LuiKotale, the place where no one has died and no one was born

Last Friday I left Kinshasa in a little airplane after all formalities at the Ndolo airport were completed. Every piece of luggage had to be weighed while the police was keeping an eye on the process. One of the policemen asked which bags were mine and what I was bringing. When opening my first bag they immediately saw the two packages with several millions of Congolese francs I was transporting for the salaries of the project workers (920 francs = 1 USD). When we gave them the paper with the details concerning the sum of money, they asked for the two passports that were mentioned on that same paper. What followed was a long discussion about the legality of transporting someone else’s passport. I let my Congolese driver solve the situation and finally one of the policemen understood that some situations demand an exception to the rule. I’m glad they didn’t check my second bag containing the silica tubes.

The flight took less than three hours with a stop at a local airstrip. We crossed several rivers, including the Kasai, a very broad river and an important barrier for several primate species. The landscape in the first bit was dominated by a mosaic of forests and savanna. As we flew further into the Congobasin the forest expanded and suddenly became continuous. I was wondering which primates were living underneath us.
The Ipope airstrip is nothing more than a cleared stretch of land in the middle of the rain forest, close to Ipope village. From here it is a five kilometer walk to Lompole, the village that owns the forest of the LuiKotale study area. I was accompanied by Mara, who told me the last car dealt with this road in 1995. What remains now is a small path on which only a few motorbikes pass per month. After spending a night in Lompole one has to walk for 19km to LuiKotale. We did the hike in 4,5 hours at a speed of five, sometimes maybe six km/h. At this speed you don’t have time to look around much, as you constantly have to be careful not to fall over branches or logs. However, I immediately recognized the sounds of an African rain forest and I spotted some familiar fruit species on the ground. The hike crosses three savannas, several knee-deep rivers and ends by crossing the Lokoro River in a dug-out canoe. In Kinshasa I met a friendly Belgian guy working in Africa for more than twenty years in several development projects. He listened to my stories with a lot of interest, but when I told him about the conditions of life and work in the forest he didn’t say much, probably thinking I was crazy. It is crazy for western people to be so far from civilization we are so used to. However, once you are here, you don’t think much about that. Life in the forest has its advantages and disadvantages and coming here means accepting the risks associated with it.

LuiKotale was created on an abandoned village and literally means “the place where no one has died and no one was born”. The camp is a relatively small open area in the forest and consists of several huts and shelters made of natural roofing material. Each of the eight researchers and volunteers in camp have their own tent under a shelter. A solar panel provides the energy to charge batteries, run computers and send emails through a radio system. The toilet is a traditional latrine (a hole in the ground covered by logs and sand) and water to wash is limited to half a bucket per person per day. During the wet season, which is now, the camp is invaded by bees that are attracted by food remains and human sweat. Although annoying they don’t sting often and their sting is not that painful.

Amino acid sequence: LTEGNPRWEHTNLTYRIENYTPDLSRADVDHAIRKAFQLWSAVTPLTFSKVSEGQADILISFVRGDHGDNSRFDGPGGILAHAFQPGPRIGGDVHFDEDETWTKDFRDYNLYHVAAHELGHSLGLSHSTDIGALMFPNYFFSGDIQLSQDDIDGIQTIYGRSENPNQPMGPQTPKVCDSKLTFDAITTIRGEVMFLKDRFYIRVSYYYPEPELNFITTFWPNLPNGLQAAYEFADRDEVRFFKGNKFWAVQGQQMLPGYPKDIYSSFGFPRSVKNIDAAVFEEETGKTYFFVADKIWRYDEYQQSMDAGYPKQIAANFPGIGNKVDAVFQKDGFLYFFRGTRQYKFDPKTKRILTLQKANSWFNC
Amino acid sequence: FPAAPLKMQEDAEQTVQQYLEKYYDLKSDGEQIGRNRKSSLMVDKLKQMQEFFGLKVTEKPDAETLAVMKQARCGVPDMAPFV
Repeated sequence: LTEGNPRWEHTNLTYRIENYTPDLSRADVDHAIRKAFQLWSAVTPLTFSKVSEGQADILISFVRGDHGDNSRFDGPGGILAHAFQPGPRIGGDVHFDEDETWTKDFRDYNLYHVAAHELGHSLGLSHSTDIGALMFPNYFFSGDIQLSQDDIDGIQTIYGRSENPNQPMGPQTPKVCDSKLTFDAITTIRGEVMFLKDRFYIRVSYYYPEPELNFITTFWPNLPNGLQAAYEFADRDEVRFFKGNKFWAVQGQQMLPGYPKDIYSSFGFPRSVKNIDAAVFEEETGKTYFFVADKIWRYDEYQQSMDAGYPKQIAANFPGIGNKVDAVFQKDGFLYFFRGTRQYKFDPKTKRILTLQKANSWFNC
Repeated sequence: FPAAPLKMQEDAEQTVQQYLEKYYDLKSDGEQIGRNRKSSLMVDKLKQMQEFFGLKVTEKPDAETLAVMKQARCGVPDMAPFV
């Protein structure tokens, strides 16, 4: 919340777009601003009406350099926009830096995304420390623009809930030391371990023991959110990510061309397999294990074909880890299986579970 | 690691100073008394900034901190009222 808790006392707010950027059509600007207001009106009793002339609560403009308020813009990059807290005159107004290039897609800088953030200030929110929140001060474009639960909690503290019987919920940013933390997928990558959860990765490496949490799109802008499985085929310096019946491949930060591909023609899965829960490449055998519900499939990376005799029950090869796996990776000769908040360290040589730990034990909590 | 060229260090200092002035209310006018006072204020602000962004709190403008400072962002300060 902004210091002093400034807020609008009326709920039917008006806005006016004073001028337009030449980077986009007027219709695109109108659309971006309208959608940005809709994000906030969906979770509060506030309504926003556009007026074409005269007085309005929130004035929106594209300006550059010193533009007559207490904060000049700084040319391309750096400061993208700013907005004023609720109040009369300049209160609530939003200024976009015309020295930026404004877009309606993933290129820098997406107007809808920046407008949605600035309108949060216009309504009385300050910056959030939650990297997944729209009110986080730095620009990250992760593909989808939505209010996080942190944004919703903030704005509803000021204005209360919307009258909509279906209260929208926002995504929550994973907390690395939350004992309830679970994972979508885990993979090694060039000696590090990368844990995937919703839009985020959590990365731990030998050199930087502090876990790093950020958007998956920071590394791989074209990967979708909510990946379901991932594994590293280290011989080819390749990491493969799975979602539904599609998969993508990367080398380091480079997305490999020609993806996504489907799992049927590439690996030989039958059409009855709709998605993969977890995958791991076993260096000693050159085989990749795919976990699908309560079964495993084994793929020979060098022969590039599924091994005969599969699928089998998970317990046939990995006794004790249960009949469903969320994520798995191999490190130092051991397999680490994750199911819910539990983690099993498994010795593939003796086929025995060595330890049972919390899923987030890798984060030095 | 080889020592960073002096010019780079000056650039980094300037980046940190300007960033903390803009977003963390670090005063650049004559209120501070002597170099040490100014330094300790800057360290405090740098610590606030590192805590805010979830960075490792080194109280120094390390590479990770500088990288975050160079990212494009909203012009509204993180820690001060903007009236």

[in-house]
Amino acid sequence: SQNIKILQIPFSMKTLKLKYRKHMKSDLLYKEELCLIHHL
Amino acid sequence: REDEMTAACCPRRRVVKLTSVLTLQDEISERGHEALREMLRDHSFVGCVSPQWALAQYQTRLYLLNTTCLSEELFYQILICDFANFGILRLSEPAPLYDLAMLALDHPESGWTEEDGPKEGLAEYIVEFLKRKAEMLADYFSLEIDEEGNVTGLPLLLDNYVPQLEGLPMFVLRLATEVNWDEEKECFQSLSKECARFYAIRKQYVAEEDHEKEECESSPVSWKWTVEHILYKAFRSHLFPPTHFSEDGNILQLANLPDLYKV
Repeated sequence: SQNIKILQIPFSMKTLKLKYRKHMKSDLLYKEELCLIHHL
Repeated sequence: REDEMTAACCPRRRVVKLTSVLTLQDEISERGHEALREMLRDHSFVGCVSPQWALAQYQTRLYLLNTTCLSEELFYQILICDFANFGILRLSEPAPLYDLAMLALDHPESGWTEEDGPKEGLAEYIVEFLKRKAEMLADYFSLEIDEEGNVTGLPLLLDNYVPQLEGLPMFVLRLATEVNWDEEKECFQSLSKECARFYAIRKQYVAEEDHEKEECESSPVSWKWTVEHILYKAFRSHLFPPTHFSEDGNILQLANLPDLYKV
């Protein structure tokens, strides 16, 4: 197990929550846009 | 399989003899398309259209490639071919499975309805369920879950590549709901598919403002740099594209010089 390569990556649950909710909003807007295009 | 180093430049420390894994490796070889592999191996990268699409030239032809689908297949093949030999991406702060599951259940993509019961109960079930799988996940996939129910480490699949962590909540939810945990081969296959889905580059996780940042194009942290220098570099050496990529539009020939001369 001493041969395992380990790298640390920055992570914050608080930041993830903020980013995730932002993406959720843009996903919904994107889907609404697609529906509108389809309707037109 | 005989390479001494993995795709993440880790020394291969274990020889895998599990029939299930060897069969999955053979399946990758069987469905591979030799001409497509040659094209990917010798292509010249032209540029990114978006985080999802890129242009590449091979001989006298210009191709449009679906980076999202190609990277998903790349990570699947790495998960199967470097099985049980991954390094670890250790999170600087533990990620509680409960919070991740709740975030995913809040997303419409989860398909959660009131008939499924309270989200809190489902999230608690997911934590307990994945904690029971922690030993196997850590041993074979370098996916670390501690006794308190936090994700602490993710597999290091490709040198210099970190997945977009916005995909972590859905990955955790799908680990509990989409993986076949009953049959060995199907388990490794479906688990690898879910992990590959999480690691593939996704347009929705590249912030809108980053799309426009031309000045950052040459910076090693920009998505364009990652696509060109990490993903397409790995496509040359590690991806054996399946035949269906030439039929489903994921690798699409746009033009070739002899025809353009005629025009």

To be a bit more specific on my previous post, I didn’t leave all my chocolate at home. Food is typically a common subject to talk about in remote places like LuiKotale. Our diet is little varied. We basically eat rice, beans, green vegetables and chikwangue (a paste made of manioc roots) every day. Luckily there is a good supply of fresh fruits and vegetables from the village and I brought some flavourings as well. Several times a week porters bring in bananas, plantains, papayas and delicious pumpkins. Pineapples, lemons and avocados are grown in camp.

The forest is divided by the Bompusa River flowing north towards the Lokoro. To go to the east we have to cross this river on a fallen tree, as well as a lot of swampy areas at both sides of the river. As a precaution every new person in camp first has to walk and learn the major trails to become familiar with the forest. During these training walks I encountered four monkey species already. I have seen yellow-nosed red-tailed guenons (Cercopithecus ascanius whitesidei), black crested mangabeys (Lophocebus aterrimus), red colobus monkeys (Piliocolobus tholloni) and heard the calls of Wolf’s guenons (Cercopithecus wolfi). Actually, as I’m writing now at what is called the “forest office”, a nice place to chill out and to escape from the heat and the bees in camp, I can hear the shaking of branches characteristic of an approaching group of monkeys. How lucky can one be to live in such a place like this! I just saw a monkey silhouette to the right of me, so I have to stop writing to go a bit closer and check which species it is.

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Lieven in congo

At the moment Lieven Devreese is staying at LuiKotale, a bonobo research site of the Max Planck Institute for Evolutionary Anthropology in the vicinity of Salonga National Park, Democratic Republic of Congo. Lieven is a research assistant working on habituation of a second group of bonobos and he hopes to get to see some golden-bellied mangabeys as well. Here you can read more about his 10-month adventure.